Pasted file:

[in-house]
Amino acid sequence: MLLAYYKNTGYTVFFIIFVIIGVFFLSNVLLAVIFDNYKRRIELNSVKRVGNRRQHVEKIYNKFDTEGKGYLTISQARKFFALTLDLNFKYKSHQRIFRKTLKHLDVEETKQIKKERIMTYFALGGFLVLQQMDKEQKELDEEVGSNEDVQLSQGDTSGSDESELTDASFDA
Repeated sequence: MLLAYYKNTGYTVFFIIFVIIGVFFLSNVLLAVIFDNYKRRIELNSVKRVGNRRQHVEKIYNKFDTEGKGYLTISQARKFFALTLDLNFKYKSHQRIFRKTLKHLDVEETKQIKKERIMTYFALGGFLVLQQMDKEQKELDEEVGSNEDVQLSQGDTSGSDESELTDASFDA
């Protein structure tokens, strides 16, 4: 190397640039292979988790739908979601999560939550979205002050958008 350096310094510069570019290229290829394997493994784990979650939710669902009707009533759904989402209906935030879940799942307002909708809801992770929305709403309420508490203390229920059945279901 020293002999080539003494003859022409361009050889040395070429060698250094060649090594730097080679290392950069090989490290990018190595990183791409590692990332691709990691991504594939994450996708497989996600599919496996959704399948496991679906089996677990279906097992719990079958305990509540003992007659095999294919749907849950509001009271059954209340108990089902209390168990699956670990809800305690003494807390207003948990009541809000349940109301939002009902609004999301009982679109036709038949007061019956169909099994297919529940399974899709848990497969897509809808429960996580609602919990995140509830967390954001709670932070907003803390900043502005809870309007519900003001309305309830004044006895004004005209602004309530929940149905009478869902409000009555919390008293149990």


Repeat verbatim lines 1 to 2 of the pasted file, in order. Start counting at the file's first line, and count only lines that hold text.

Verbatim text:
[in-house]
Amino acid sequence: MLLAYYKNTGYTVFFIIFVIIGVFFLSNVLLAVIFDNYKRRIELNSVKRVGNRRQHVEKIYNKFDTEGKGYLTISQARKFFALTLDLNFKYKSHQRIFRKTLKHLDVEETKQIKKERIMTYFALGGFLVLQQMDKEQKELDEEVGSNEDVQLSQGDTSGSDESELTDASFDA